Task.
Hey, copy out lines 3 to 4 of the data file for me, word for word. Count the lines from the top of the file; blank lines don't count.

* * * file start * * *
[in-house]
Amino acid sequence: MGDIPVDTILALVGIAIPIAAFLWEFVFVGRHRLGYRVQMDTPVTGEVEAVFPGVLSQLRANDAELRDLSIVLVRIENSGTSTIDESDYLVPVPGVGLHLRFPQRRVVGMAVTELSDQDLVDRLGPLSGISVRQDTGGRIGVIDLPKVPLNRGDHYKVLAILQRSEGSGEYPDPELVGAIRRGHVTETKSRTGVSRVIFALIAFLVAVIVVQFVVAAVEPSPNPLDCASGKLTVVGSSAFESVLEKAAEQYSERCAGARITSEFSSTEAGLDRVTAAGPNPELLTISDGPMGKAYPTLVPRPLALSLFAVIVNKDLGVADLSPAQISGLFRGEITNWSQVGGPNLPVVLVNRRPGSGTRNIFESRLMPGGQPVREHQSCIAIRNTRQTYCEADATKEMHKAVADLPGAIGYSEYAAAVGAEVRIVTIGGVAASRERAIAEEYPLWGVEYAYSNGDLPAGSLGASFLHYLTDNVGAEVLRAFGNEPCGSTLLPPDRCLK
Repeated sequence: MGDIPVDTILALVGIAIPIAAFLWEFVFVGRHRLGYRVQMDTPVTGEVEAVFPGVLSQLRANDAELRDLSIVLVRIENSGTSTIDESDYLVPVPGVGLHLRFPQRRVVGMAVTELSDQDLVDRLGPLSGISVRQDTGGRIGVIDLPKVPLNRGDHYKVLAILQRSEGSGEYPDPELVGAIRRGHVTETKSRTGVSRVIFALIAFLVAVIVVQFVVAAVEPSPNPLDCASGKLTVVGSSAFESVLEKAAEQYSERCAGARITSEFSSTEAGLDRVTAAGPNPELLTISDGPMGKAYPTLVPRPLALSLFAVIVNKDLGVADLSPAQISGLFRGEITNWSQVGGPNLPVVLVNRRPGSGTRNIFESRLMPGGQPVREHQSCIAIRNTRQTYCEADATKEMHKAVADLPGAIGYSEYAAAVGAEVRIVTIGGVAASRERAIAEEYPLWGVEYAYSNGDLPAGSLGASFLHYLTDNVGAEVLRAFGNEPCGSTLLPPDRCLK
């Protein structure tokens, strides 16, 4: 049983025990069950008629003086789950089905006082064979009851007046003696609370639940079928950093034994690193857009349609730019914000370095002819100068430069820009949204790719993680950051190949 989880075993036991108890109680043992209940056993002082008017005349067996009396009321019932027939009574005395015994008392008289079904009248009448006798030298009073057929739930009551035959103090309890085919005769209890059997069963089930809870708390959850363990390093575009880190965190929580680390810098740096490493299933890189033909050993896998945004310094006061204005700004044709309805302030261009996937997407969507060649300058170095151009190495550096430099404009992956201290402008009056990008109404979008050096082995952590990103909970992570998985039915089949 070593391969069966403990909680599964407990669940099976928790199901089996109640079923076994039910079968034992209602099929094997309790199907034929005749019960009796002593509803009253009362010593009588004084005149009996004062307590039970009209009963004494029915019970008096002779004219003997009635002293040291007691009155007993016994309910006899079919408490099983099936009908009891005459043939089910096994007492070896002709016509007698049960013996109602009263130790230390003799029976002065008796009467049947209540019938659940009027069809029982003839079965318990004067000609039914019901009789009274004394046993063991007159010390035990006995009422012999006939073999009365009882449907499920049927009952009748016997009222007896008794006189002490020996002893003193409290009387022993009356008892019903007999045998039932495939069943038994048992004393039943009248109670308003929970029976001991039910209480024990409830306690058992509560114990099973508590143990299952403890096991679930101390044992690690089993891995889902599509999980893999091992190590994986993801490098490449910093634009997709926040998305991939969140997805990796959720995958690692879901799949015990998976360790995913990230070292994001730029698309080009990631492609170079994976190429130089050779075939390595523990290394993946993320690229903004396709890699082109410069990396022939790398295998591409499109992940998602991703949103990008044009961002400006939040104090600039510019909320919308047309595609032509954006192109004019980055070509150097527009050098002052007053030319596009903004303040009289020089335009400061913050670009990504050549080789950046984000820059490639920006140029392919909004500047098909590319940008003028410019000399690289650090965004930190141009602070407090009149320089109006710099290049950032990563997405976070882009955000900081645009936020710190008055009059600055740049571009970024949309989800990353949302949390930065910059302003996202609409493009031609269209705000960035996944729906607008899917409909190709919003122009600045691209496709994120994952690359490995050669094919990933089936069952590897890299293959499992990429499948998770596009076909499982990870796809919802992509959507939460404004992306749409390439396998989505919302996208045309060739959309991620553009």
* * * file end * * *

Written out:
Repeated sequence: MGDIPVDTILALVGIAIPIAAFLWEFVFVGRHRLGYRVQMDTPVTGEVEAVFPGVLSQLRANDAELRDLSIVLVRIENSGTSTIDESDYLVPVPGVGLHLRFPQRRVVGMAVTELSDQDLVDRLGPLSGISVRQDTGGRIGVIDLPKVPLNRGDHYKVLAILQRSEGSGEYPDPELVGAIRRGHVTETKSRTGVSRVIFALIAFLVAVIVVQFVVAAVEPSPNPLDCASGKLTVVGSSAFESVLEKAAEQYSERCAGARITSEFSSTEAGLDRVTAAGPNPELLTISDGPMGKAYPTLVPRPLALSLFAVIVNKDLGVADLSPAQISGLFRGEITNWSQVGGPNLPVVLVNRRPGSGTRNIFESRLMPGGQPVREHQSCIAIRNTRQTYCEADATKEMHKAVADLPGAIGYSEYAAAVGAEVRIVTIGGVAASRERAIAEEYPLWGVEYAYSNGDLPAGSLGASFLHYLTDNVGAEVLRAFGNEPCGSTLLPPDRCLK
């Protein structure tokens, strides 16, 4: 049983025990069950008629003086789950089905006082064979009851007046003696609370639940079928950093034994690193857009349609730019914000370095002819100068430069820009949204790719993680950051190949 989880075993036991108890109680043992209940056993002082008017005349067996009396009321019932027939009574005395015994008392008289079904009248009448006798030298009073057929739930009551035959103090309890085919005769209890059997069963089930809870708390959850363990390093575009880190965190929580680390810098740096490493299933890189033909050993896998945004310094006061204005700004044709309805302030261009996937997407969507060649300058170095151009190495550096430099404009992956201290402008009056990008109404979008050096082995952590990103909970992570998985039915089949 070593391969069966403990909680599964407990669940099976928790199901089996109640079923076994039910079968034992209602099929094997309790199907034929005749019960009796002593509803009253009362010593009588004084005149009996004062307590039970009209009963004494029915019970008096002779004219003997009635002293040291007691009155007993016994309910006899079919408490099983099936009908009891005459043939089910096994007492070896002709016509007698049960013996109602009263130790230390003799029976002065008796009467049947209540019938659940009027069809029982003839079965318990004067000609039914019901009789009274004394046993063991007159010390035990006995009422012999006939073999009365009882449907499920049927009952009748016997009222007896008794006189002490020996002893003193409290009387022993009356008892019903007999045998039932495939069943038994048992004393039943009248109670308003929970029976001991039910209480024990409830306690058992509560114990099973508590143990299952403890096991679930101390044992690690089993891995889902599509999980893999091992190590994986993801490098490449910093634009997709926040998305991939969140997805990796959720995958690692879901799949015990998976360790995913990230070292994001730029698309080009990631492609170079994976190429130089050779075939390595523990290394993946993320690229903004396709890699082109410069990396022939790398295998591409499109992940998602991703949103990008044009961002400006939040104090600039510019909320919308047309595609032509954006192109004019980055070509150097527009050098002052007053030319596009903004303040009289020089335009400061913050670009990504050549080789950046984000820059490639920006140029392919909004500047098909590319940008003028410019000399690289650090965004930190141009602070407090009149320089109006710099290049950032990563997405976070882009955000900081645009936020710190008055009059600055740049571009970024949309989800990353949302949390930065910059302003996202609409493009031609269209705000960035996944729906607008899917409909190709919003122009600045691209496709994120994952690359490995050669094919990933089936069952590897890299293959499992990429499948998770596009076909499982990870796809919802992509959507939460404004992306749409390439396998989505919302996208045309060739959309991620553009």